Recycling, sustainable development, carbon print (lighter bottles to save fuel) seem to be the key words in many industries. Wine is no exception. Consumers recycle their bottles and try to buy wine from environment conscious wineries. They are now asked to go a step further: recycle the corks.
Cork recycling is still experimental but since it’s a good idea, let’s hope it will quickly spread. The world’s largest cork factory, Amorim, launched the ReCork America project in partnership with 25 Whole Foods stores in California for 6 months. It comes in addition to the cork collecting previously organized at Bay Area restaurants and wineries, and resulting in the collection of some 2 million corks.
How can the cork be recycled? According to journalist Jon Bonné, “Wine corks can easily be ground and recycled. They could also be ground and used in compost (though whole corks, says Roger Archey, ReCork’s program manager and publicist, are difficult to compost for the same reason they’re good wine stoppers; they resist water and don’t decompose easily). More likely, the used corks will be shipped back to Portugal by ship to be refashioned into other cork products like flooring or shoe soles. A local recycling option would be better, of course, and ReCork is exploring them, but Portugal’s robust cork industry makes it an optimal destination at the moment. ‘That cork now will become flooring that could last another 20 years,’ Archey says.”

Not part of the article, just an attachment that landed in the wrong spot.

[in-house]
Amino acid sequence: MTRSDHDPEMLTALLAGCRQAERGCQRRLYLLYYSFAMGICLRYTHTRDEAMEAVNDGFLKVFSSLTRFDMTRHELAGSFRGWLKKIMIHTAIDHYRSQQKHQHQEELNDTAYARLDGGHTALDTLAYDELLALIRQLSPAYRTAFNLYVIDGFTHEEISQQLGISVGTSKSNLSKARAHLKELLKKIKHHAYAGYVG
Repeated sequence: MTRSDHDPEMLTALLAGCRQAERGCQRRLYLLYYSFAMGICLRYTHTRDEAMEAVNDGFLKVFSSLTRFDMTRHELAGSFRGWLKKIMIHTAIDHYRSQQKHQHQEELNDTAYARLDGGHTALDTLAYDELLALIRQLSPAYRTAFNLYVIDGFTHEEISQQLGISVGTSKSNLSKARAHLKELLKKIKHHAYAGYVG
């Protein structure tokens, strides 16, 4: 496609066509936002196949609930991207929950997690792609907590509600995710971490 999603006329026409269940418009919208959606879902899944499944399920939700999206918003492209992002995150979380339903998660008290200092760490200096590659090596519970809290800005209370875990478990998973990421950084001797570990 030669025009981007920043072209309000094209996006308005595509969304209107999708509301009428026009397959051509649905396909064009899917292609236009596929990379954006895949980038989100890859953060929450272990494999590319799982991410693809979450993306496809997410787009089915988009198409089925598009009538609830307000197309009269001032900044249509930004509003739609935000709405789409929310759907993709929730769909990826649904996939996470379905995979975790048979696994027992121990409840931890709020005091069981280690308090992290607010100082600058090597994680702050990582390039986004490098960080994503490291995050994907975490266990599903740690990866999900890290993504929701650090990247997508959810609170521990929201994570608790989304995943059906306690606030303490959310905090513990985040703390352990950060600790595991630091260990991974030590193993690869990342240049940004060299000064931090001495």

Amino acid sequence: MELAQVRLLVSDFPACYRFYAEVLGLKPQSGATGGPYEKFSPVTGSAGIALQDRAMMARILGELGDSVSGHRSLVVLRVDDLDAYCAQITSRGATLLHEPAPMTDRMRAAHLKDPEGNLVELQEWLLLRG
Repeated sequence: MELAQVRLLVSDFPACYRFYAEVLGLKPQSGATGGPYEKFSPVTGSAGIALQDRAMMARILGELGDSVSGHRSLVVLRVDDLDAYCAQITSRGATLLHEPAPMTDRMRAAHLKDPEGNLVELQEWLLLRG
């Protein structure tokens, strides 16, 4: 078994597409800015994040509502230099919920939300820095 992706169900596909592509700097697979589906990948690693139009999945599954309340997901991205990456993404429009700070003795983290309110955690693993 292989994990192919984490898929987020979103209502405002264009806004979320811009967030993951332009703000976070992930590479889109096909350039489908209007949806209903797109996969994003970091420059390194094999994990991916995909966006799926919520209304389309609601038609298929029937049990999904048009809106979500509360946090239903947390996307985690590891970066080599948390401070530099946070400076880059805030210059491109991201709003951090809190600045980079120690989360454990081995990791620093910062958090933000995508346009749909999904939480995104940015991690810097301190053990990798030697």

This intiative may even reconcile some consumers who don’t like natural corks. Aren’t those responsible for the infamous TCA and the ruin of great wines?